“We are not content to be Leibnitzian monads. We demand windows. Literature as Logos is a series of windows, even doors. One of the things we feel after reading a great work is ‘I have got out’. Or from another point of view, ‘I have got in’; pierced the shell of some other monad and discovered what it is like inside.”
– C.S. Lewis
You might know the Lion or the Witch and even the Wardrobe. If you don’t, you should just know that any wardrobe is a very foolish place to shut oneself into, but there’s a magical one. One in Professor’s Kirke’s house that links Earth to the world of Narnia. And there’s a million others that look like a pile of paper glued together. Once you get in any of those wardrobes, you get out of the and you’re immediately stepping different worlds.
And you can try to get back to each of those worlds someday. But you can’t try to use the same route twice. You can’t try to get there at all, to be fair. It will happen when you’re not looking for it. And always in a different way.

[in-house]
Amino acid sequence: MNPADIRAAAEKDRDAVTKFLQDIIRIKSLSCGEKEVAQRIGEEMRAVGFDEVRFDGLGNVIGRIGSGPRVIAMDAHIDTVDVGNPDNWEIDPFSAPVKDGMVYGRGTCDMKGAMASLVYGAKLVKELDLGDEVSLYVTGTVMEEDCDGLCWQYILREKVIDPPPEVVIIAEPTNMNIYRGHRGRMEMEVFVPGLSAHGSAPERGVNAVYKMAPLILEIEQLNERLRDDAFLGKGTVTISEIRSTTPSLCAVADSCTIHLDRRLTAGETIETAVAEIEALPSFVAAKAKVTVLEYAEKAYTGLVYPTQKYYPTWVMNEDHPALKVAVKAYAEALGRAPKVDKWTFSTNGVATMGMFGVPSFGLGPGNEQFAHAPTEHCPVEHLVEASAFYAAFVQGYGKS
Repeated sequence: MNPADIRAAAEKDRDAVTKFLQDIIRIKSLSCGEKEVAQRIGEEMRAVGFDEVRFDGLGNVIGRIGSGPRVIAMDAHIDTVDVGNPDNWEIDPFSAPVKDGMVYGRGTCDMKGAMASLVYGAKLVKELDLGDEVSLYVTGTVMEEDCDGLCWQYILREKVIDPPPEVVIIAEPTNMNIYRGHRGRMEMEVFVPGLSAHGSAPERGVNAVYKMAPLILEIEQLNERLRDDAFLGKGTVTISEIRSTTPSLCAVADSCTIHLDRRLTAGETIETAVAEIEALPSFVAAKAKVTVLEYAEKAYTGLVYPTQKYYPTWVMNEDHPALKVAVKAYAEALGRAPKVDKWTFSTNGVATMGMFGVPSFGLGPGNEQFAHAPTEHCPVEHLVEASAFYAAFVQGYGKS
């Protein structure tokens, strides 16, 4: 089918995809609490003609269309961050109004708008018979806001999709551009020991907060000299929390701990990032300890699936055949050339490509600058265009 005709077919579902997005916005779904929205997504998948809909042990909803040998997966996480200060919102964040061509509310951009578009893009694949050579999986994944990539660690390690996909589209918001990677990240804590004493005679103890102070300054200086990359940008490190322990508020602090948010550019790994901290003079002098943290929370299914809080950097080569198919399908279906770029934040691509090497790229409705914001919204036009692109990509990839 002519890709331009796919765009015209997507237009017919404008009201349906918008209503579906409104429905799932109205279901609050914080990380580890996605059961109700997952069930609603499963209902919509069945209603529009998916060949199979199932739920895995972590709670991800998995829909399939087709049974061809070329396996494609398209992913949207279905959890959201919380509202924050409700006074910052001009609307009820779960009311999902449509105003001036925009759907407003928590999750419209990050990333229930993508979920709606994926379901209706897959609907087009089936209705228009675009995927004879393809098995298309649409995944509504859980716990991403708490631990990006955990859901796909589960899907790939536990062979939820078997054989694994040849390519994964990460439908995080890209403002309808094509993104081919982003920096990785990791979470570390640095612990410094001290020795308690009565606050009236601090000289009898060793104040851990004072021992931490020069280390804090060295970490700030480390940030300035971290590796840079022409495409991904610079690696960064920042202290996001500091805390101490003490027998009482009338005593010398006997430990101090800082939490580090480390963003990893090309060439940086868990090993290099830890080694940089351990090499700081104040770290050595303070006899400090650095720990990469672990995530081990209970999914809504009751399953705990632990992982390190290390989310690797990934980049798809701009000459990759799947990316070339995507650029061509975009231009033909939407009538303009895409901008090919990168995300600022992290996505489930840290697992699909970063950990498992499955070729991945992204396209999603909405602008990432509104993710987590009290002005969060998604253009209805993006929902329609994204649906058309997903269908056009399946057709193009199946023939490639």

Isn’t it interesting that C.S. Lewis turned his idea about reading into a story? Reading Life: The Joy of Seeing New Worlds Through Others’ Eyes, is a collection of essays and reflections by C.S. Lewis about reading and the joy of books. In one of them he talked about how he sees reading as a window, or a door, or (I’d say) wardrobes (why not) to a different world outside the capsules and bubbles of our selves.
After reading this book I felt a new energy to keep reading. I was back to the Narnia of my motivation to read, to encourage reading and to improve this amazing skill. It renewed my joy of writing about books and stories.
Read the book if you’re not sure about why you read. Or if reading turned into a dull passive task instead of an joyful trip— which is more like it, if you ask me.
And yes, it’s true, you can’t go back to it, let it find you instead, when you’re not looking for it. And it’s also true that you can’t make the same trip twice. The route is never the same. The landscape will change, everything will change when you reread.
But do it. Go find wardrobes. I’m here to tell you today, Go read more, go find the windows and doors to different worlds, and go see with other eyes and imagine other imaginations to improve, to grow, to be more than yourself, to discover what reading is really like. That’s what good reading does.
What happens to you when you open a book?